Saudi satire angers extremists

Sunday, November 16, 2003

RIYADH, Saudi Arabia -- Saudi actor Nasser al-Qasabi scanned Web site comments castigating him for appearing in a TV satire about an Islamic religious edict that bans Saudi women from going almost anywhere without a male guardian. One branded him an "ignorant clown."

"I've become immune to the attacks," said al-Qasabi. "It's just a sign of how limited the people who write this stuff are."

The program that drew the criticism was an episode of the popular comedy program Tash Ma Tash, which roughly translates as "Confusion." A fatwa, or religious edict, called unsuccessfully for its banning three years ago.

The offensive episode was called "Without a Mahram," the male guardian who accompanies women outside the home and who must be the woman's father, brother, son or husband.

The episode showed the troubles suffered by the women in one family when the only man in the house has to go away for six months.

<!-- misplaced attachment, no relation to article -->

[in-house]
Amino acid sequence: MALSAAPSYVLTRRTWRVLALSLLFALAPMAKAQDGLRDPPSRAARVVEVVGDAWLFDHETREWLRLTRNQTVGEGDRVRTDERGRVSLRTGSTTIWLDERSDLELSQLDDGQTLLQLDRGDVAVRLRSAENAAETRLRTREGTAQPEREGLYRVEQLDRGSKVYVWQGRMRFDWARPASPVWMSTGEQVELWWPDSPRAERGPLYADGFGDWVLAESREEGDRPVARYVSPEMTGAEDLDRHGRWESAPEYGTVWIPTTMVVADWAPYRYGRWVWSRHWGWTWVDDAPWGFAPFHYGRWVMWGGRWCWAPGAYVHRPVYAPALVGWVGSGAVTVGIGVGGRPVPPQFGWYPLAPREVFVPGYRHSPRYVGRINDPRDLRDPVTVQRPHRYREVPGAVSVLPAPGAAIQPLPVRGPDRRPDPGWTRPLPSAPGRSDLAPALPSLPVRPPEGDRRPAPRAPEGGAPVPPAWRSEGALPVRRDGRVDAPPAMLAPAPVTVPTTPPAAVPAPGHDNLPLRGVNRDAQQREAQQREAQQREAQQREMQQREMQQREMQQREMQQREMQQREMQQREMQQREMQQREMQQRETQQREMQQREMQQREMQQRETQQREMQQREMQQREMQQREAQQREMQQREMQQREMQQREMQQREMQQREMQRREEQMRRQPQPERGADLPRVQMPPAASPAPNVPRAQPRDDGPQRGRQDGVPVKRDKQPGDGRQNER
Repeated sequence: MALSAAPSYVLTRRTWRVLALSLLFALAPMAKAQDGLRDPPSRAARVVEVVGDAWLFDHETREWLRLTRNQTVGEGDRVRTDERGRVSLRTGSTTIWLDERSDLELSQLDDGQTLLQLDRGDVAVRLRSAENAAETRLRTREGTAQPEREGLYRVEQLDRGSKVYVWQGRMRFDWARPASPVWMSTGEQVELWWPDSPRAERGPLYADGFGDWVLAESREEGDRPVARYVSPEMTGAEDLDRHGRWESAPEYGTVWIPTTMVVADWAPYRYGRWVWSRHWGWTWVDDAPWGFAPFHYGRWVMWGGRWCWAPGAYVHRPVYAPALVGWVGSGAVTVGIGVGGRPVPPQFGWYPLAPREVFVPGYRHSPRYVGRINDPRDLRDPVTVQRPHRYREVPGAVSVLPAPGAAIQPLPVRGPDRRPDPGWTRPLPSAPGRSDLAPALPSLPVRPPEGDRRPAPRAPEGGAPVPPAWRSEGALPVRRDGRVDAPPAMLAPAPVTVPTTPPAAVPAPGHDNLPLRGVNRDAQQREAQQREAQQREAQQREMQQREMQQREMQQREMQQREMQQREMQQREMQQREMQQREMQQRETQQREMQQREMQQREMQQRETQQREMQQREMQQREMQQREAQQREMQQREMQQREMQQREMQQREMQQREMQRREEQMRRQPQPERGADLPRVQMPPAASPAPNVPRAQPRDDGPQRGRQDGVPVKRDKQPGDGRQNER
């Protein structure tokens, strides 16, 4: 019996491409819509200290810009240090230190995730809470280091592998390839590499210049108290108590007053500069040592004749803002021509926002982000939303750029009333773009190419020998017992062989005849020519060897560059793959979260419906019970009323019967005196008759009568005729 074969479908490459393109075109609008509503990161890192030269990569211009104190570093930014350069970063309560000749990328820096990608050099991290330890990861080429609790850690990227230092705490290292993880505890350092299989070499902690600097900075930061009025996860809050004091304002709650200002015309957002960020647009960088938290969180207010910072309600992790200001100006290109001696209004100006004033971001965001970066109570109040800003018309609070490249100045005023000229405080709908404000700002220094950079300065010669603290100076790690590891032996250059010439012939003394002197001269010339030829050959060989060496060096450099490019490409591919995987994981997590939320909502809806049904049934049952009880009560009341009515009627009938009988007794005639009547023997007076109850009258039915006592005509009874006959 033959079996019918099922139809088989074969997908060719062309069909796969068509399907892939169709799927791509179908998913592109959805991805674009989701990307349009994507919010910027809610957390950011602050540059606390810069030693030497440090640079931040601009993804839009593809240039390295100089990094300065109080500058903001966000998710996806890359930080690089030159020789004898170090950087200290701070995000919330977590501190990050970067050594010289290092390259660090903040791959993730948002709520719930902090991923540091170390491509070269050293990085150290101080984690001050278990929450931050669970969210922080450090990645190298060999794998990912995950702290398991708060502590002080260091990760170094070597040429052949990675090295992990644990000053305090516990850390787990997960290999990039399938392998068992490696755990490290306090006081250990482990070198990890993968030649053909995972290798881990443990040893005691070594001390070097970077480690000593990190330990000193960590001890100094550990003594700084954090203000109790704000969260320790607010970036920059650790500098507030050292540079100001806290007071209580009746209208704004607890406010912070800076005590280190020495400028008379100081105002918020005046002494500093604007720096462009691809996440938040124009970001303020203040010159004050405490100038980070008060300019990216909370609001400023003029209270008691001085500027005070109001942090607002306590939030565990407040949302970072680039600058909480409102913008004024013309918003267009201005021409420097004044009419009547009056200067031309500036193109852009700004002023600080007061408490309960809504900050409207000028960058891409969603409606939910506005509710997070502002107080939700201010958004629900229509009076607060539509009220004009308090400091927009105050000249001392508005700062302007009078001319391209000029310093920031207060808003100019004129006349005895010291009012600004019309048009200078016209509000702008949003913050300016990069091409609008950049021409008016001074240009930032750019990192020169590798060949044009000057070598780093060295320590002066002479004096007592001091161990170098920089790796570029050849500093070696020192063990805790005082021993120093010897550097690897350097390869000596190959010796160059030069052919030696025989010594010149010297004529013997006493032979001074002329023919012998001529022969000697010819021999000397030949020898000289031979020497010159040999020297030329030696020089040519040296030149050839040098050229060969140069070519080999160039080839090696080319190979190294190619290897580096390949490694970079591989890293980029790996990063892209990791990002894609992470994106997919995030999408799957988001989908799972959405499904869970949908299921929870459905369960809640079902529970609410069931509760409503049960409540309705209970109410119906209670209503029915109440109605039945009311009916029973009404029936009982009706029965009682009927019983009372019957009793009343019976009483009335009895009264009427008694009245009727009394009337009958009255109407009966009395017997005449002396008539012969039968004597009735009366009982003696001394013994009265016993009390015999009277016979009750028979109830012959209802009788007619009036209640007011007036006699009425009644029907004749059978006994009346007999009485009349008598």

Abeer Mishkhas, a columnist for the daily Arab News, said the "heavy artillery" directed at the program shows that "we are not used to criticism and cannot take it when it comes."

In Saudi Arabia, it's not just TV shows that run afoul of the religious establishment. The kingdom regulates even the tiniest aspect of life.

For instance, the religious police prevented a Saudi prince who owns a factory from registering the brand name of a new product because the commission didn't like its name, Explorer. The X, they argued, was a Christian cross.

The prince, Amr Mohammed Al-Faisal, reacted caustically in the Arab News.

"I am greatly relieved that thanks to the vigilance of the commission a great tragedy was avoided," he said. "Until then I had innocently and, I must admit, naively assumed that the letter X was just that, a letter of the alphabet, not as it turns out a cunning and dastardly plot by Christians to corrupt our Muslim faith."

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